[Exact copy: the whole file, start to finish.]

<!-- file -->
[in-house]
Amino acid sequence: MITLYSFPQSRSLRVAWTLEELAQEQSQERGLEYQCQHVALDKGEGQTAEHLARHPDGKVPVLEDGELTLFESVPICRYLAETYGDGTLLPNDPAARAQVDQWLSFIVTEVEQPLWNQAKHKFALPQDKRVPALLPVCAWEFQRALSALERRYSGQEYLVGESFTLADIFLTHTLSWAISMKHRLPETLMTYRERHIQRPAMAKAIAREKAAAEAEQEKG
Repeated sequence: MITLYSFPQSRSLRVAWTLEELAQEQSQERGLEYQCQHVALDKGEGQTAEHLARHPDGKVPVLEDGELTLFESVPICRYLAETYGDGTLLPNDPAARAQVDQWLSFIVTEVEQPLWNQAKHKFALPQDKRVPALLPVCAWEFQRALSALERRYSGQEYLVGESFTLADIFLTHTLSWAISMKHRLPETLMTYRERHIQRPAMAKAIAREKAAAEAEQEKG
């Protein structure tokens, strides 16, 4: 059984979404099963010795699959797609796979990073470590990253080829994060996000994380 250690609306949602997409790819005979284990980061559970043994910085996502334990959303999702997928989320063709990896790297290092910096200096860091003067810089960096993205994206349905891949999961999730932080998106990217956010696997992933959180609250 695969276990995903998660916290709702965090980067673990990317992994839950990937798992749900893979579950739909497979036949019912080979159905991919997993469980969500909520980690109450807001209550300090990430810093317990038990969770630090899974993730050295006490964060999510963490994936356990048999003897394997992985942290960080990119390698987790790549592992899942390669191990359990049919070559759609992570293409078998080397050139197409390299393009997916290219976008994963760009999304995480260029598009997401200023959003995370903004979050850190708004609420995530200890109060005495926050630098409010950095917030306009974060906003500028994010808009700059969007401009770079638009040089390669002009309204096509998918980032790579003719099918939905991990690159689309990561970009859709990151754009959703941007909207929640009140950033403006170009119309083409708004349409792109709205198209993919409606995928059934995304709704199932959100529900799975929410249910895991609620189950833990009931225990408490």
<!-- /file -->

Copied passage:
[in-house]
Amino acid sequence: MITLYSFPQSRSLRVAWTLEELAQEQSQERGLEYQCQHVALDKGEGQTAEHLARHPDGKVPVLEDGELTLFESVPICRYLAETYGDGTLLPNDPAARAQVDQWLSFIVTEVEQPLWNQAKHKFALPQDKRVPALLPVCAWEFQRALSALERRYSGQEYLVGESFTLADIFLTHTLSWAISMKHRLPETLMTYRERHIQRPAMAKAIAREKAAAEAEQEKG
Repeated sequence: MITLYSFPQSRSLRVAWTLEELAQEQSQERGLEYQCQHVALDKGEGQTAEHLARHPDGKVPVLEDGELTLFESVPICRYLAETYGDGTLLPNDPAARAQVDQWLSFIVTEVEQPLWNQAKHKFALPQDKRVPALLPVCAWEFQRALSALERRYSGQEYLVGESFTLADIFLTHTLSWAISMKHRLPETLMTYRERHIQRPAMAKAIAREKAAAEAEQEKG
């Protein structure tokens, strides 16, 4: 059984979404099963010795699959797609796979990073470590990253080829994060996000994380 250690609306949602997409790819005979284990980061559970043994910085996502334990959303999702997928989320063709990896790297290092910096200096860091003067810089960096993205994206349905891949999961999730932080998106990217956010696997992933959180609250 695969276990995903998660916290709702965090980067673990990317992994839950990937798992749900893979579950739909497979036949019912080979159905991919997993469980969500909520980690109450807001209550300090990430810093317990038990969770630090899974993730050295006490964060999510963490994936356990048999003897394997992985942290960080990119390698987790790549592992899942390669191990359990049919070559759609992570293409078998080397050139197409390299393009997916290219976008994963760009999304995480260029598009997401200023959003995370903004979050850190708004609420995530200890109060005495926050630098409010950095917030306009974060906003500028994010808009700059969007401009770079638009040089390669002009309204096509998918980032790579003719099918939905991990690159689309990561970009859709990151754009959703941007909207929640009140950033403006170009119309083409708004349409792109709205198209993919409606995928059934995304709704199932959100529900799975929410249910895991609620189950833990009931225990408490």